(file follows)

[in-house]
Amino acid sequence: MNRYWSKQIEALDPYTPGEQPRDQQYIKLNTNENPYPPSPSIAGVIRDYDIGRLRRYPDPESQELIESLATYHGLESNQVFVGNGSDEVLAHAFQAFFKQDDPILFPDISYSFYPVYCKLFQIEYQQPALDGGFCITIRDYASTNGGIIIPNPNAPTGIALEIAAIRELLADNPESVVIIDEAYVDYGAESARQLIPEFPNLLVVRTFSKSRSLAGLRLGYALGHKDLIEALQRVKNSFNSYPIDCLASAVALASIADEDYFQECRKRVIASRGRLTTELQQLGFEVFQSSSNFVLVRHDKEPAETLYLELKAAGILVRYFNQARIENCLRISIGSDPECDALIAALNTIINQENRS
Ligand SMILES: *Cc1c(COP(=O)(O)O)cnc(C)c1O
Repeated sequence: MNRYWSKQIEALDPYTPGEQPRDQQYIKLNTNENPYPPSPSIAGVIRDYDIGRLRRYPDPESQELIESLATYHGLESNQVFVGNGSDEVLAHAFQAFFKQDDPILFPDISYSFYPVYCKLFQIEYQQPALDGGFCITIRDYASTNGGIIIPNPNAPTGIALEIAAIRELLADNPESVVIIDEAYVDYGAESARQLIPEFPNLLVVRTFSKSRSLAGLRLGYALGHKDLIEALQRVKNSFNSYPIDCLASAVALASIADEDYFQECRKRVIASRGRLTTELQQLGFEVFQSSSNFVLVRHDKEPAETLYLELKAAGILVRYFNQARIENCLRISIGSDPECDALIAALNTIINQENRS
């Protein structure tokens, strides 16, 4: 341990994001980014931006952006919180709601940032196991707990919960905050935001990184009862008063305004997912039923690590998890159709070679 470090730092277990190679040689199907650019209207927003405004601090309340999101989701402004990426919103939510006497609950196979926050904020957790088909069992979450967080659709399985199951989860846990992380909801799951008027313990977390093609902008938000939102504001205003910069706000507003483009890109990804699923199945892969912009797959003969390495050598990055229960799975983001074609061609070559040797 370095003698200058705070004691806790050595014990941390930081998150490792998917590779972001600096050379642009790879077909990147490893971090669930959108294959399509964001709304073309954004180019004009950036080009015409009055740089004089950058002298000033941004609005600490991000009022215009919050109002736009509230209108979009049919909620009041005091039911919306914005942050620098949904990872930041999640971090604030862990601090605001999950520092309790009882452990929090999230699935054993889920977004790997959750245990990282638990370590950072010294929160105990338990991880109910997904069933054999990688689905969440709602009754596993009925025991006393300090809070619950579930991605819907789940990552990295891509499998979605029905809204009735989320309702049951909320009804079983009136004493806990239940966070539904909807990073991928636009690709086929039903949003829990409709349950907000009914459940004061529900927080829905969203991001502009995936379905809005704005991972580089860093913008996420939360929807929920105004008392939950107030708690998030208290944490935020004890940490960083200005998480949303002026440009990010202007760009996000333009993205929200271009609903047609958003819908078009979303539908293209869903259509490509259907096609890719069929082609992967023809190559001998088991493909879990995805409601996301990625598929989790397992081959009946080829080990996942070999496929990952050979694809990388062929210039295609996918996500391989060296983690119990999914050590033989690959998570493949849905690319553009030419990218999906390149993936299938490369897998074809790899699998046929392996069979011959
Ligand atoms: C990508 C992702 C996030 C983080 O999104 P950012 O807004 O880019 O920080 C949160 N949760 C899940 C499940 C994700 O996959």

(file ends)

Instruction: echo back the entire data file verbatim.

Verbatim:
[in-house]
Amino acid sequence: MNRYWSKQIEALDPYTPGEQPRDQQYIKLNTNENPYPPSPSIAGVIRDYDIGRLRRYPDPESQELIESLATYHGLESNQVFVGNGSDEVLAHAFQAFFKQDDPILFPDISYSFYPVYCKLFQIEYQQPALDGGFCITIRDYASTNGGIIIPNPNAPTGIALEIAAIRELLADNPESVVIIDEAYVDYGAESARQLIPEFPNLLVVRTFSKSRSLAGLRLGYALGHKDLIEALQRVKNSFNSYPIDCLASAVALASIADEDYFQECRKRVIASRGRLTTELQQLGFEVFQSSSNFVLVRHDKEPAETLYLELKAAGILVRYFNQARIENCLRISIGSDPECDALIAALNTIINQENRS
Ligand SMILES: *Cc1c(COP(=O)(O)O)cnc(C)c1O
Repeated sequence: MNRYWSKQIEALDPYTPGEQPRDQQYIKLNTNENPYPPSPSIAGVIRDYDIGRLRRYPDPESQELIESLATYHGLESNQVFVGNGSDEVLAHAFQAFFKQDDPILFPDISYSFYPVYCKLFQIEYQQPALDGGFCITIRDYASTNGGIIIPNPNAPTGIALEIAAIRELLADNPESVVIIDEAYVDYGAESARQLIPEFPNLLVVRTFSKSRSLAGLRLGYALGHKDLIEALQRVKNSFNSYPIDCLASAVALASIADEDYFQECRKRVIASRGRLTTELQQLGFEVFQSSSNFVLVRHDKEPAETLYLELKAAGILVRYFNQARIENCLRISIGSDPECDALIAALNTIINQENRS
């Protein structure tokens, strides 16, 4: 341990994001980014931006952006919180709601940032196991707990919960905050935001990184009862008063305004997912039923690590998890159709070679 470090730092277990190679040689199907650019209207927003405004601090309340999101989701402004990426919103939510006497609950196979926050904020957790088909069992979450967080659709399985199951989860846990992380909801799951008027313990977390093609902008938000939102504001205003910069706000507003483009890109990804699923199945892969912009797959003969390495050598990055229960799975983001074609061609070559040797 370095003698200058705070004691806790050595014990941390930081998150490792998917590779972001600096050379642009790879077909990147490893971090669930959108294959399509964001709304073309954004180019004009950036080009015409009055740089004089950058002298000033941004609005600490991000009022215009919050109002736009509230209108979009049919909620009041005091039911919306914005942050620098949904990872930041999640971090604030862990601090605001999950520092309790009882452990929090999230699935054993889920977004790997959750245990990282638990370590950072010294929160105990338990991880109910997904069933054999990688689905969440709602009754596993009925025991006393300090809070619950579930991605819907789940990552990295891509499998979605029905809204009735989320309702049951909320009804079983009136004493806990239940966070539904909807990073991928636009690709086929039903949003829990409709349950907000009914459940004061529900927080829905969203991001502009995936379905809005704005991972580089860093913008996420939360929807929920105004008392939950107030708690998030208290944490935020004890940490960083200005998480949303002026440009990010202007760009996000333009993205929200271009609903047609958003819908078009979303539908293209869903259509490509259907096609890719069929082609992967023809190559001998088991493909879990995805409601996301990625598929989790397992081959009946080829080990996942070999496929990952050979694809990388062929210039295609996918996500391989060296983690119990999914050590033989690959998570493949849905690319553009030419990218999906390149993936299938490369897998074809790899699998046929392996069979011959
Ligand atoms: C990508 C992702 C996030 C983080 O999104 P950012 O807004 O880019 O920080 C949160 N949760 C899940 C499940 C994700 O996959």